TRADITIONAL martial arts training is all about repetition.
Hours and hours or even more are spent doing the same move and/or the same technique over and over again.
This is how the fundamental is being driven into the consciousness of most beginners, for the masters believe that a solid foundation will carry anything that is placed on top of it.
Bruce Lee said, “I fear not a man who practiced 10,000 kicks once, but I fear the man who has practiced one kick 10,000 times.”
The quote explains the foregoing principle.
Most traditionalists explain repetition is aimed at perfection.
For traditionalists who really understand the depth of martial arts, a single technique is complex and sophisticated than it looks.
Many would look for power and speed to include maybe flexibility, precision and mobility and other attributes that we could think of, but only a few martial artists look for the holistic development of a technique that includes proper breathing, balance, etc., or the involvement of the whole body.
It is said that techniques should not be for one-time use only, as it should be adopted by the body as a natural movement that could be used anytime.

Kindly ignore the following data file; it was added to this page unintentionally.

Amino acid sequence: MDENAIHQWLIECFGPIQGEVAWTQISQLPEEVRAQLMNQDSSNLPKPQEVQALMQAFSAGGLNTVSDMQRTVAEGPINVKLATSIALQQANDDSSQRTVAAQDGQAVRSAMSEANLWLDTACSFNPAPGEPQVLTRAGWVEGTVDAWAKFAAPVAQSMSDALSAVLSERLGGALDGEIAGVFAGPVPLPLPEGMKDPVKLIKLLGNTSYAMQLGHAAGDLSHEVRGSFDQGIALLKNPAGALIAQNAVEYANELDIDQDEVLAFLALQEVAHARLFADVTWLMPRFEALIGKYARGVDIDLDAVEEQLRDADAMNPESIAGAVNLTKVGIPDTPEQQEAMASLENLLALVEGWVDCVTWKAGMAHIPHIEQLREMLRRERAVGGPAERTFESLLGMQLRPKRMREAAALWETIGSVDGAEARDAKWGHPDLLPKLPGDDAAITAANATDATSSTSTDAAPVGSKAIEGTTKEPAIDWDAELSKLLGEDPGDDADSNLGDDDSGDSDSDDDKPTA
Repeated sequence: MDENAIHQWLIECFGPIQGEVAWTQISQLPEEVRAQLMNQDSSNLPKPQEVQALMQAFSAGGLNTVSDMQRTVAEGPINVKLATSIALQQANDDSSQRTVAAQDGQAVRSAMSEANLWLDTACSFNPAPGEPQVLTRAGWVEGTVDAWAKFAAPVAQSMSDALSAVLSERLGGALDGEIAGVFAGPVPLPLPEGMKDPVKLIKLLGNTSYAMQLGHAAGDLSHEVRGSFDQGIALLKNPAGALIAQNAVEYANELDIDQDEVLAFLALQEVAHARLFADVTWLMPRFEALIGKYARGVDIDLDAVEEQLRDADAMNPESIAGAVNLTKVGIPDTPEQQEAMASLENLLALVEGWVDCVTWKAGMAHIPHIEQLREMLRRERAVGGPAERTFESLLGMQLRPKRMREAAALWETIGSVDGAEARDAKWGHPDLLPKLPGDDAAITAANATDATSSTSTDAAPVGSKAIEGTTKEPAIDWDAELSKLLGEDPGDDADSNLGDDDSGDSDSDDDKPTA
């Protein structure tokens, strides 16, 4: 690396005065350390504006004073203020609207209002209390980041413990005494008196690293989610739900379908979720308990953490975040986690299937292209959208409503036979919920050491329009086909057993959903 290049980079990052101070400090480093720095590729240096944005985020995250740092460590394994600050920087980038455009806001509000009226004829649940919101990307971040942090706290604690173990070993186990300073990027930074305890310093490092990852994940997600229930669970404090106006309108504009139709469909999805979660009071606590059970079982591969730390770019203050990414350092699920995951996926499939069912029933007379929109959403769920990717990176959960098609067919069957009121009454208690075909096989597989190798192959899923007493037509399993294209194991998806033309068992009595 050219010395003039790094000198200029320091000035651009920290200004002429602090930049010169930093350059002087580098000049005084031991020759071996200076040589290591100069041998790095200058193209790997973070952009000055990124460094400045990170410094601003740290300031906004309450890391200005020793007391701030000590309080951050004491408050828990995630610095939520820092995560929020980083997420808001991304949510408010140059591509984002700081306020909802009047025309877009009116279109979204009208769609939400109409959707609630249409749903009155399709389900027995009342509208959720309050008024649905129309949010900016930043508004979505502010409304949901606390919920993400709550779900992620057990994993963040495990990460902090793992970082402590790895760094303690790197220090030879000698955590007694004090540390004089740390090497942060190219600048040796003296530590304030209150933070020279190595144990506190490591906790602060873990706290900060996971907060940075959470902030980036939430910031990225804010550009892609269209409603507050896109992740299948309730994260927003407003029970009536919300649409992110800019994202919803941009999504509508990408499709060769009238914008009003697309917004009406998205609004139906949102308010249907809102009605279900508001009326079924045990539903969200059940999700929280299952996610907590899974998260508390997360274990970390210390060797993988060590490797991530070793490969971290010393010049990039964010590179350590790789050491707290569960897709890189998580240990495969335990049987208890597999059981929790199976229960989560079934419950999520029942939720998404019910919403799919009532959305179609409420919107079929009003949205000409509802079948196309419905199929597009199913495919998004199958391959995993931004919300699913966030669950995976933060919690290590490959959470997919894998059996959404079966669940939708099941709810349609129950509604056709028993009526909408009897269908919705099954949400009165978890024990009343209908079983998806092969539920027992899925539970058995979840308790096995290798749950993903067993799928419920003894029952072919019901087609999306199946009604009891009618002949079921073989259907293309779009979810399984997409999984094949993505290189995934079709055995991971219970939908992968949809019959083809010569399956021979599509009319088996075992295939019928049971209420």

Although the body deteriorates from many factors that include aging, it is believed that techniques once embedded in the system through repetition are nurtured deeply.
The fascinating thing about martial arts is the science that is understood only by a few remaining old martial arts masters.
Most martial arts teachers and schools today are influenced by the fastpaced approach that everyone wants.
Seldom do you see a practitioner repeating routines three days in a row or even two. Repetitions bore most practitioners, so instructors come up with something new every day or every training by mixing or alternating techniques.
It is a good strategy if you want to keep your students interested, but it is also a strategy that is needed in order to still do repetitions without the student noticing it or with the student enjoying it.
Repetition is also the best strategy that most martial artists who went through it lives and dies as martial artists and those who did not consider themselves retired from martial arts.
But there is no retiring from martial arts. What happens is that limitation catches up and the understanding is halted thus the end of one’s appreciation and use for it.
But for many, including this author, "Martial Arts is Life!"